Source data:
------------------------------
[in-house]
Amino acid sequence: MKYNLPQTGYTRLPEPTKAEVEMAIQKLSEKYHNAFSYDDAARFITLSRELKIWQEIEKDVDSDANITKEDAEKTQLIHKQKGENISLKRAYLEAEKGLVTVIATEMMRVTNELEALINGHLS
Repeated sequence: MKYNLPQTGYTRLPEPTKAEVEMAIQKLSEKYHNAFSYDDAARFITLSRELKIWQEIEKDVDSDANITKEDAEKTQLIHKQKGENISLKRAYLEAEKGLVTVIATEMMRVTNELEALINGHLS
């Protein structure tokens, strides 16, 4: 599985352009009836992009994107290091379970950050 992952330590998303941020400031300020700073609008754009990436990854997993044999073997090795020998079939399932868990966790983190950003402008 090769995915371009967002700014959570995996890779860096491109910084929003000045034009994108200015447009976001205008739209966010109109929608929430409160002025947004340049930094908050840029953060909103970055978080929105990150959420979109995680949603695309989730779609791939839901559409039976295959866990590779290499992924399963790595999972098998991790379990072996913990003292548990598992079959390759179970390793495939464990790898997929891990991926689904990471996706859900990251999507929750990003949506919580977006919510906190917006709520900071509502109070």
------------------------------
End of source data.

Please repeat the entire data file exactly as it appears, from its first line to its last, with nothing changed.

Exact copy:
[in-house]
Amino acid sequence: MKYNLPQTGYTRLPEPTKAEVEMAIQKLSEKYHNAFSYDDAARFITLSRELKIWQEIEKDVDSDANITKEDAEKTQLIHKQKGENISLKRAYLEAEKGLVTVIATEMMRVTNELEALINGHLS
Repeated sequence: MKYNLPQTGYTRLPEPTKAEVEMAIQKLSEKYHNAFSYDDAARFITLSRELKIWQEIEKDVDSDANITKEDAEKTQLIHKQKGENISLKRAYLEAEKGLVTVIATEMMRVTNELEALINGHLS
């Protein structure tokens, strides 16, 4: 599985352009009836992009994107290091379970950050 992952330590998303941020400031300020700073609008754009990436990854997993044999073997090795020998079939399932868990966790983190950003402008 090769995915371009967002700014959570995996890779860096491109910084929003000045034009994108200015447009976001205008739209966010109109929608929430409160002025947004340049930094908050840029953060909103970055978080929105990150959420979109995680949603695309989730779609791939839901559409039976295959866990590779290499992924399963790595999972098998991790379990072996913990003292548990598992079959390759179970390793495939464990790898997929891990991926689904990471996706859900990251999507929750990003949506919580977006919510906190917006709520900071509502109070």